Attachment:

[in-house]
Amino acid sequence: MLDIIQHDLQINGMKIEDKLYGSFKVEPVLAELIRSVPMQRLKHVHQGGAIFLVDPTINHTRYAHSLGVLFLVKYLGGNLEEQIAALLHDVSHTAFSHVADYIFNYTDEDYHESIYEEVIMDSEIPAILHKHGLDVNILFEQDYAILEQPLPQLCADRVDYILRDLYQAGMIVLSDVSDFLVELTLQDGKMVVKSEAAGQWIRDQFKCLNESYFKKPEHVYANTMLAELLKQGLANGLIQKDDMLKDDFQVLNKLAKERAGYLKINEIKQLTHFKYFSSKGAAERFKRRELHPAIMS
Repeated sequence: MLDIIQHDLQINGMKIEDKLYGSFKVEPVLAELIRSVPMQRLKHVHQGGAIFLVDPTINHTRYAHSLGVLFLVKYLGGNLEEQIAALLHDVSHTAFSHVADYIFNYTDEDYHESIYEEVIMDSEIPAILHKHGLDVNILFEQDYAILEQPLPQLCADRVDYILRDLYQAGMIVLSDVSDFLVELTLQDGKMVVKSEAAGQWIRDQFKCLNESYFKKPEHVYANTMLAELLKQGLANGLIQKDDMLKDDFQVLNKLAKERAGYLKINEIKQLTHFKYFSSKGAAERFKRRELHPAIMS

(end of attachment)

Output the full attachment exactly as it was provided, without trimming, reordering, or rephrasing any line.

[in-house]
Amino acid sequence: MLDIIQHDLQINGMKIEDKLYGSFKVEPVLAELIRSVPMQRLKHVHQGGAIFLVDPTINHTRYAHSLGVLFLVKYLGGNLEEQIAALLHDVSHTAFSHVADYIFNYTDEDYHESIYEEVIMDSEIPAILHKHGLDVNILFEQDYAILEQPLPQLCADRVDYILRDLYQAGMIVLSDVSDFLVELTLQDGKMVVKSEAAGQWIRDQFKCLNESYFKKPEHVYANTMLAELLKQGLANGLIQKDDMLKDDFQVLNKLAKERAGYLKINEIKQLTHFKYFSSKGAAERFKRRELHPAIMS
Repeated sequence: MLDIIQHDLQINGMKIEDKLYGSFKVEPVLAELIRSVPMQRLKHVHQGGAIFLVDPTINHTRYAHSLGVLFLVKYLGGNLEEQIAALLHDVSHTAFSHVADYIFNYTDEDYHESIYEEVIMDSEIPAILHKHGLDVNILFEQDYAILEQPLPQLCADRVDYILRDLYQAGMIVLSDVSDFLVELTLQDGKMVVKSEAAGQWIRDQFKCLNESYFKKPEHVYANTMLAELLKQGLANGLIQKDDMLKDDFQVLNKLAKERAGYLKINEIKQLTHFKYFSSKGAAERFKRRELHPAIMS